Frederick Douglass, the famous black abolitionist-activist, once passionately proclaimed: “If the Negro cannot stand on his legs, then let him fall!” How does the predestination- and preordination-oriented AA fare with Douglass, his old abolitionist movement, and the principle of freedom for responsibility it fought for?*         


Affirmative Action, however, is not merely making Frederick Douglass spin in his grave like a dreidel on speed. For, also like most “progressive” causes, racial preferences most harm the very people they are purported to protect. This is due to the simple fact which preference-proponents Jesse Jackson and Kweisi Mfume would otherwise surely admit: that it’s much easier to get in than pull out, intact.

Nationally, only 30 percent of black freshman graduate in four years, compared to 60 percent of whites. Stretch it to six years, and the proportion remains one-sided: roughly two-thirds of blacks to 90 percent of whites. At UCLA, the majority of blacks and Hispanics are taking remedial math and science courses. The numbers are also high at Berkeley, and were much higher before Prop. 209.

The reason for this is that the true saga of affirmative action centers on the elite universities, and who gets into them. The practice of preferences designates many black and Hispanic students into schools they are unfit and unprepared to compete in. Since you can’t throw a cocker spaniel into a pack of huskies and not expect rabies to ensue, consequently, the victim-beneficiaries find themselves in an atmosphere which frequently assures their failure. It’s a waste.

To the temporary extent that Proposition 209 was observed in California, the number of black students enrolled in the UC system rose, even though their enrollment at Berkeley and UCLA dropped. The students were attending the universities in the system for which they were more aptly suited. As a result, UC San Diego, having had only one black freshman honor student out of a 3,268-strong class a year before the proposition (a GPA of 3.5 and up being the honors-qualifier), by 1998 had fully 20 percent of black freshman riding the honor roll—the same proportion as that of whites. No longer were potential UCSD honor-rollees sweltering under the bogs of Berkeley.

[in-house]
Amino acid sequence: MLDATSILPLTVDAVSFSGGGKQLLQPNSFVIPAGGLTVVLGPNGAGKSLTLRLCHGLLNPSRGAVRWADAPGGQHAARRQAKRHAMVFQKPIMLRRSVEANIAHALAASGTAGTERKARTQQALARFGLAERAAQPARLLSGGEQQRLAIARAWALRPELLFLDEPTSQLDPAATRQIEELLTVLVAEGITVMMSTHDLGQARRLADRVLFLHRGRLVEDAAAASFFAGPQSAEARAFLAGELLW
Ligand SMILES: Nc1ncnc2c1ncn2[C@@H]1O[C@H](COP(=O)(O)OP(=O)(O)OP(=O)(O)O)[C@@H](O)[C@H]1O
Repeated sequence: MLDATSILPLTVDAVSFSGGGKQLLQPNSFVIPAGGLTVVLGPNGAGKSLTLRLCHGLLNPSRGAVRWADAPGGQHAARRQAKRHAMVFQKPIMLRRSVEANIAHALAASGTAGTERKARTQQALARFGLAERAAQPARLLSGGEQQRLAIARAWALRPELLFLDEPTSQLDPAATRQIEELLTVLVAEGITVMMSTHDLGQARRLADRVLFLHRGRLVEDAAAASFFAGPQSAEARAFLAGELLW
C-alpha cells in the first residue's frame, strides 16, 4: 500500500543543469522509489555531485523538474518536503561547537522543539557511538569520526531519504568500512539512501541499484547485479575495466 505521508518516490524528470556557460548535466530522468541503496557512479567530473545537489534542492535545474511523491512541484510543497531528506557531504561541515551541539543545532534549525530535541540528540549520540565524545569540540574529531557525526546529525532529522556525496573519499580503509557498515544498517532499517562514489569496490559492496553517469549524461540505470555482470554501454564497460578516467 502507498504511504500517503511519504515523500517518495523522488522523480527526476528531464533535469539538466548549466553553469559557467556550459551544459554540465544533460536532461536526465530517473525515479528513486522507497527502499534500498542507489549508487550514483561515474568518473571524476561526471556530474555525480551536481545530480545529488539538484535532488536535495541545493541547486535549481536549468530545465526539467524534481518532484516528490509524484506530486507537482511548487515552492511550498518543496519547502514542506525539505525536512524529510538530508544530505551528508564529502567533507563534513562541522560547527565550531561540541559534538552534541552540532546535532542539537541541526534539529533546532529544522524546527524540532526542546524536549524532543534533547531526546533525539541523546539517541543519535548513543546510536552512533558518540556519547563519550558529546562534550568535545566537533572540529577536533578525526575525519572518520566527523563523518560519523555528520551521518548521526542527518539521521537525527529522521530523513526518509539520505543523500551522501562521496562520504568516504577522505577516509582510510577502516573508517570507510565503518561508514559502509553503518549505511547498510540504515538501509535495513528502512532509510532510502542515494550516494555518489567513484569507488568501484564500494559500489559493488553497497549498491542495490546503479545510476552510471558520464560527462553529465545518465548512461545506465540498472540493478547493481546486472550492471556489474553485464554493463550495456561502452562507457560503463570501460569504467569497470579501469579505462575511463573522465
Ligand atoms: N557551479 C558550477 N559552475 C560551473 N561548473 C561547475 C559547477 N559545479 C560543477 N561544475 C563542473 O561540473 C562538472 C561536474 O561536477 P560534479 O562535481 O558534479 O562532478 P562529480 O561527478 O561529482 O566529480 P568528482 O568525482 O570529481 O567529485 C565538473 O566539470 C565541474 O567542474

Thinking of the highly-purposed legislators pushing to enforce these quota systems, one can’t help but wonder if they ever devote a penny’s worth of consideration to the consequences of their escapades, or whether they even care.         

Any notion that they actually do care, beyond entertaining a justification for power and purpose, must be abandoned in light the experience of the last forty years. It has been the anti-American actions of the statist intellectuals and politicians during this period—the defeatist, disparaging, racial-warfare attitude they’ve promoted; the irresponsibility and decadence their welfare programs sponsored and created incentive for; the lowered standards they’ve enforced; and the ostentatious failure of the monopolized public schools they run which have been the causes for why so many blacks are so disparately under-prepared and outperformed in the first place.     

If the well-being of black people truly concerned these welfare-statists, they would have long-since noticed the failure of their grand orchestrations, and advocate a change in order. It might’ve behooved them, for example, to notice that the vast majority of the impoverished and criminal come from fatherless homes, that the incomes of two-parent households are nearly equal for both black and white*—and realize how decades of their impositions have led to only one-third of black children being raised in two-parent homes. A real concern might prompt them to see how their monopolized inner-city public schools, which poor minorities can least afford to avoid, have resulted in 63 percent of black fourth graders being unable to read—and adopt a different approach. It just might dawn on them that their welfare state created a poverty-cycle of dependency which sucks up every welfare-recipient like a tornado; that a decent reduction in its force like the Welfare Reform Act liberated half its victims from the endless impoverished swirl—and how enacting further reductions might just be the wise thing to do.